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Google Tracked iPhones, Bypassing Apple Browser Privacy Settings


At first glance, this sounds really bad. I mean, really bad. The Wall Street Journal essentially sets it up as Google (and other, smaller advertising players) purposefully circumventing the web browsing privacy controls on the iPhone in order to track users’ browsing habits.

And when they got caught, Google stopped doing it. Which is usually not a good sign.

But my initial reaction is that John Battelle is right. This is much more nuanced than a simple black and white argument. Mobile Safari does have stricter privacy controls than other browsers, which is likely a very good thing for most users, but it also benefits Apple because it essentially destroys Google’s business. 

And it’s a business that you could argue is helpful to some people for a number of reasons (all the free services Google is able to provide as a result, for example).

I just don’t believe this is as big of an “evil” Google thing as WSJ may have us believe. But having said that, if this really is mainly about Google+, that’s very poor form on Google’s part. You can argue that Google web ads are useful in certain situations and that data Google gets from cookies on the web makes them better. But the whole +1 junk is forced at best. 

One thing is certain: Apple is not going to like this one bit. This seems like the kind of thing Steve Jobs would have gone ballistic over. This will undoubtedly escalate the war between the two sides.

This is really not good, guys. I know “I deleted my Facebook” is/was a thing. But you can’t exactly delete your iPhone. Or delete Google. Unfortunately. Google is doing nefarious things, and something shall give.

The iPhone Argument For Pop Music

Caveat: This argument doesn’t account for taste. Some people choose to buy Android phones.

I was walking around Bergdorf Goodman this weekend. (…) Among the forest of Louboutins, I noticed that virtually everyone who wasn’t shopping was staring at an iPhone. (That shopping for $7,500 shoes and $48,000 power suits was essentially boring to a lot of the people will go unanalyzed.) When I pulled mine out to check up on my Words With Friends, I realized that with regard to a phone, I was on the level with these rich folk. The iPhone is the very best phone money can buy, and it’s the sort of money that even I have.

Owning an iPhone isn’t an insignifcant investment: It seems like Verizon is always charging me some special extra fee or charge, which brings my bill up to around $120 a month. Plus the $200 down, that’s like $1,5400 per year (for two years). But, that’s the best money can buy.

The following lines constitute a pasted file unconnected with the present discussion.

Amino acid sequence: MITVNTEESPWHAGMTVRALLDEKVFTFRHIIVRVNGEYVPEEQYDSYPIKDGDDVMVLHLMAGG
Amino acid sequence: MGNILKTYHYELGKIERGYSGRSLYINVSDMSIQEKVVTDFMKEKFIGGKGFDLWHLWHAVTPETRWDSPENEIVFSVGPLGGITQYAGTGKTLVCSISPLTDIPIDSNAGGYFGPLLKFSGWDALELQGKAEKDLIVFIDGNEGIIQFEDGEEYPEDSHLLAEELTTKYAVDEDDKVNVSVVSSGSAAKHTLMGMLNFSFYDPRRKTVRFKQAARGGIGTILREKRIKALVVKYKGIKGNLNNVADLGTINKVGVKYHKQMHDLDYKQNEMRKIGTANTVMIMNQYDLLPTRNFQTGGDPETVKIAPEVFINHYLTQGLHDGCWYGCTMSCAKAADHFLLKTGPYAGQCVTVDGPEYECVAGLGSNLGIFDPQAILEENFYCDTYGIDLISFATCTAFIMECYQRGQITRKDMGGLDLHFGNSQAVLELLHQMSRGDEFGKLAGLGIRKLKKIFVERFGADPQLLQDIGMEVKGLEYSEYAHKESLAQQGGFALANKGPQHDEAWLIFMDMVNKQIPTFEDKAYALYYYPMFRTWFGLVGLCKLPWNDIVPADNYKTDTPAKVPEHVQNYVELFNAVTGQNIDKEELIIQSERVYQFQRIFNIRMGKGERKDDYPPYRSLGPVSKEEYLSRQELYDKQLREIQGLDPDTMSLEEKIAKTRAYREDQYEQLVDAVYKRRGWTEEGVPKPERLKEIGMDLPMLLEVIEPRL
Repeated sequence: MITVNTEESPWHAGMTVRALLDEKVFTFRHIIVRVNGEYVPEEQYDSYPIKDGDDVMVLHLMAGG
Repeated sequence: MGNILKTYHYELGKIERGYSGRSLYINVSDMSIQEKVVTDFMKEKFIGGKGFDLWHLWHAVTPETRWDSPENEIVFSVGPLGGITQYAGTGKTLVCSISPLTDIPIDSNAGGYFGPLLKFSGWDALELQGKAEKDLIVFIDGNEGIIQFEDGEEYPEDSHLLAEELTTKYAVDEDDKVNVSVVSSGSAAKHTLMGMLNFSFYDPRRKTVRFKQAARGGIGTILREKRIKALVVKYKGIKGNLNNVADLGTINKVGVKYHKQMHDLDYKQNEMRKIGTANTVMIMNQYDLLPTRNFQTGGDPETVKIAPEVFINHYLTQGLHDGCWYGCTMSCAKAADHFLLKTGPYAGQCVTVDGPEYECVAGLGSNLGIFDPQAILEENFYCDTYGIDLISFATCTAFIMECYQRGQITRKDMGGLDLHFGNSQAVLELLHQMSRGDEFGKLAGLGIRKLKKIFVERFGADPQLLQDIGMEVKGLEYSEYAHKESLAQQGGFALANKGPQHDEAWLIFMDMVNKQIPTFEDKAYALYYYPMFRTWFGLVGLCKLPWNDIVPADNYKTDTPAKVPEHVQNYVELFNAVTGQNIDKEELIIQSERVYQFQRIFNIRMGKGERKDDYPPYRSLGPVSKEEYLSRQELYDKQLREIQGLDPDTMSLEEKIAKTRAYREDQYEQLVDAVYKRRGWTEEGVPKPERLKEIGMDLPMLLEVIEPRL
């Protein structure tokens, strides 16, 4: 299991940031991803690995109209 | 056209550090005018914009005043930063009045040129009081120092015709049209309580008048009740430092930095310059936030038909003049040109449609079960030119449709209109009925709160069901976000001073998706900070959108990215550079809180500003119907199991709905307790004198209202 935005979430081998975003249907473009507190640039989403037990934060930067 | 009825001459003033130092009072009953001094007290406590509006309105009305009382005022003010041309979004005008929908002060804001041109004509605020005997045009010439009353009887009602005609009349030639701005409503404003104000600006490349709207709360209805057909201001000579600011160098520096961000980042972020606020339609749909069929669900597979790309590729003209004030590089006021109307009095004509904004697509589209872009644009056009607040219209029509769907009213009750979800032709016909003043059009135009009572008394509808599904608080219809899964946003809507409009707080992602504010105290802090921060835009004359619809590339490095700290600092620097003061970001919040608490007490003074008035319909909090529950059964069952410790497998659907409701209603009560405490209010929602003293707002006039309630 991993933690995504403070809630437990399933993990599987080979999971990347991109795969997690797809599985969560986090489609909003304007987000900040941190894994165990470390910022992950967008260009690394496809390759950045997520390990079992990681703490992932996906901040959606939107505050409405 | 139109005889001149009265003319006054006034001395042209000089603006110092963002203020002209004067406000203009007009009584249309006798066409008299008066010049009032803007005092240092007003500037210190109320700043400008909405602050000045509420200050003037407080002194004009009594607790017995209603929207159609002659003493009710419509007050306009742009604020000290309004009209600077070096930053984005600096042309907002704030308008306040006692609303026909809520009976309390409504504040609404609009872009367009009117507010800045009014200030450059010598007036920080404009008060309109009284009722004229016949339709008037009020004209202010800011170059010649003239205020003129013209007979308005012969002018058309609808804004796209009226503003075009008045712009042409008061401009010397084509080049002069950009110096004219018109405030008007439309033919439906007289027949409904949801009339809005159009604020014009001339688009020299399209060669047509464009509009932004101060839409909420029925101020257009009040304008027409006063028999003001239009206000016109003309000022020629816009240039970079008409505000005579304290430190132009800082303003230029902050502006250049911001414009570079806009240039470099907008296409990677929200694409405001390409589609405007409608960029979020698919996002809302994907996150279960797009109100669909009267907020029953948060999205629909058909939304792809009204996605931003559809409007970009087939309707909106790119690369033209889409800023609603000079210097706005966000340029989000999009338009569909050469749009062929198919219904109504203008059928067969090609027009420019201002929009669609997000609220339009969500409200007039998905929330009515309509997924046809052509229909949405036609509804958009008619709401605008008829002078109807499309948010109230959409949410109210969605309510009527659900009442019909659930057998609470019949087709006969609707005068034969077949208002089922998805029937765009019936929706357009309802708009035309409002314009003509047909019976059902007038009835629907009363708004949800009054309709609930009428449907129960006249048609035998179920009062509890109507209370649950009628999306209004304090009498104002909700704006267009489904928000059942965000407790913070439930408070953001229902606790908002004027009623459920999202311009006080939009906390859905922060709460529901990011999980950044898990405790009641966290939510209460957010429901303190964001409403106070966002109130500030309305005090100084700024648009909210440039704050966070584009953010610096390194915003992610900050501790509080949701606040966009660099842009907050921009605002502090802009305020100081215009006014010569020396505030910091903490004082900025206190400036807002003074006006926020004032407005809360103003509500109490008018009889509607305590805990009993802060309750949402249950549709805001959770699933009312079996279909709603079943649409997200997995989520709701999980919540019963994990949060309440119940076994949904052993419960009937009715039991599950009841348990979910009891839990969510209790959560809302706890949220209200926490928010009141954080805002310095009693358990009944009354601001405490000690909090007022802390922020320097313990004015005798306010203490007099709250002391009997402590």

Compare: dinner for two at New York City’s best restaurant runs two people up a $1,000 tab. Kanye West’s standard gray tshirt costs $385.78 (for a three-pack). Gwyneth Paltrow and Chris Martin have an estimated $8.79 million block of apartments in London. Now do me: I’m wearing a shirt I got for $10 on sale at Express, and my apartment is surrounded by empty lots and condos that are constantly under-renovation because they were built so poorly. (I did indulge myself and get the chef’s tasting menu at DANIEL for a spendthrift $150 lunch. J/k.)

My point is that there are some areas where the richest people in the world have it much better than everyone else. And there are areas where they are “just like us”. Everyone poops. Some just scat in a $6,400 seat. Now, when it comes to music, there’s no super-secret Svenborgian electro-dub that’s only available to the rich and famous. There’s not even anything like an artist too obscure, avant-garde, or exclusive to hide from the internet. No, when the stars go out at night, they’re probably sick of hearing LMFAO and Pitbull, too. But that’s also the great thing about pop music: it’s not only not exclusive, but — because sheer popularity isn’t a fine metric to evaluate greatness — it’s also intrinsically as good as it can be. Record companies spend a lot of money trying to make a hit. Your garden variety Lady Gaga song is the iPhone of pop music. “You Belong With Me”, “Black And Yellow”, “Pumped Up Kicks”, “Otis”, “Moves Like Jagger” — these are the best (or, ‘best’, if you will) music offerings available to the public. “Countdown” is freely available to everyone on Wall Street and on Main Street.

I suppose this above makes some people sad or angry. We can’t do any better than this? That’s understandable. I really like Gauntlet Hair, too. But the radio’s persistent churn of fresh, expansive music that costs tons of money to make and draws on the talent and inspiration of hundreds or thousands of people — that’s a constant source of pleasant wonder to me.